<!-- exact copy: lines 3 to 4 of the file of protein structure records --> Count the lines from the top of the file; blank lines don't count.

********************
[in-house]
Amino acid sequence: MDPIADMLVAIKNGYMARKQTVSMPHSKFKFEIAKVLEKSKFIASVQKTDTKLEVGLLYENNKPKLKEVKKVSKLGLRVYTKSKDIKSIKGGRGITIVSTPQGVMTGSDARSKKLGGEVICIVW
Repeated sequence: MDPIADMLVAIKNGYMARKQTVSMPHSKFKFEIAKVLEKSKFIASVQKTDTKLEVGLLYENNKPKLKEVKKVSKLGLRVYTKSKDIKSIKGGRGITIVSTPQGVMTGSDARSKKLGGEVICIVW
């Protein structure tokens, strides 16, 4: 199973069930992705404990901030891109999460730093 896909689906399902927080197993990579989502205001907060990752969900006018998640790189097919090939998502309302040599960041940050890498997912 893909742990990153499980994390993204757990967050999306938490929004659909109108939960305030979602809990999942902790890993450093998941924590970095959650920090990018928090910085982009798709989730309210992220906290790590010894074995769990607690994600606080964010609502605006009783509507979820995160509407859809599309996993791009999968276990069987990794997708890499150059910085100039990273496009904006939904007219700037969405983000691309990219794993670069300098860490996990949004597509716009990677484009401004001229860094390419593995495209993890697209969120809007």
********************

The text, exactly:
Repeated sequence: MDPIADMLVAIKNGYMARKQTVSMPHSKFKFEIAKVLEKSKFIASVQKTDTKLEVGLLYENNKPKLKEVKKVSKLGLRVYTKSKDIKSIKGGRGITIVSTPQGVMTGSDARSKKLGGEVICIVW
């Protein structure tokens, strides 16, 4: 199973069930992705404990901030891109999460730093 896909689906399902927080197993990579989502205001907060990752969900006018998640790189097919090939998502309302040599960041940050890498997912 893909742990990153499980994390993204757990967050999306938490929004659909109108939960305030979602809990999942902790890993450093998941924590970095959650920090990018928090910085982009798709989730309210992220906290790590010894074995769990607690994600606080964010609502605006009783509507979820995160509407859809599309996993791009999968276990069987990794997708890499150059910085100039990273496009904006939904007219700037969405983000691309990219794993670069300098860490996990949004597509716009990677484009401004001229860094390419593995495209993890697209969120809007």